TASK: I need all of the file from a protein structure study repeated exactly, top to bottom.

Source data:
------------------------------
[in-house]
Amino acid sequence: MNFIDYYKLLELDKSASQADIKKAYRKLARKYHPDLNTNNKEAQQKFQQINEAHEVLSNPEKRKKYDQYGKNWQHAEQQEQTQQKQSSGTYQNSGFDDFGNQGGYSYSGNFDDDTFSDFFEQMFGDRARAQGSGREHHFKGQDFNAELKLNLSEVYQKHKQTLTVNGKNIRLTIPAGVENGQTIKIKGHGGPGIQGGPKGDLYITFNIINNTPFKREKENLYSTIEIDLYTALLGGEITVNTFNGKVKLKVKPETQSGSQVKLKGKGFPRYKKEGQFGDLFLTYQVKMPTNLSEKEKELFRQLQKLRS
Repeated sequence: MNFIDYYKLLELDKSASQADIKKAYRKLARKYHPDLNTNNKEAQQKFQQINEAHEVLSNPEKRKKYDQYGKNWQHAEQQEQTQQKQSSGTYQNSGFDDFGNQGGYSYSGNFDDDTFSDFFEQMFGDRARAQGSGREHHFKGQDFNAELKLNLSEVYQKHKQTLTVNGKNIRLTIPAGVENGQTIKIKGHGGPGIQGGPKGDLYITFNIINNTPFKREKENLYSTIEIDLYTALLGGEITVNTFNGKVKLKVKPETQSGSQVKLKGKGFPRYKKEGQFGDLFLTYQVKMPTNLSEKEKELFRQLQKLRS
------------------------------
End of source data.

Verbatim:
[in-house]
Amino acid sequence: MNFIDYYKLLELDKSASQADIKKAYRKLARKYHPDLNTNNKEAQQKFQQINEAHEVLSNPEKRKKYDQYGKNWQHAEQQEQTQQKQSSGTYQNSGFDDFGNQGGYSYSGNFDDDTFSDFFEQMFGDRARAQGSGREHHFKGQDFNAELKLNLSEVYQKHKQTLTVNGKNIRLTIPAGVENGQTIKIKGHGGPGIQGGPKGDLYITFNIINNTPFKREKENLYSTIEIDLYTALLGGEITVNTFNGKVKLKVKPETQSGSQVKLKGKGFPRYKKEGQFGDLFLTYQVKMPTNLSEKEKELFRQLQKLRS
Repeated sequence: MNFIDYYKLLELDKSASQADIKKAYRKLARKYHPDLNTNNKEAQQKFQQINEAHEVLSNPEKRKKYDQYGKNWQHAEQQEQTQQKQSSGTYQNSGFDDFGNQGGYSYSGNFDDDTFSDFFEQMFGDRARAQGSGREHHFKGQDFNAELKLNLSEVYQKHKQTLTVNGKNIRLTIPAGVENGQTIKIKGHGGPGIQGGPKGDLYITFNIINNTPFKREKENLYSTIEIDLYTALLGGEITVNTFNGKVKLKVKPETQSGSQVKLKGKGFPRYKKEGQFGDLFLTYQVKMPTNLSEKEKELFRQLQKLRS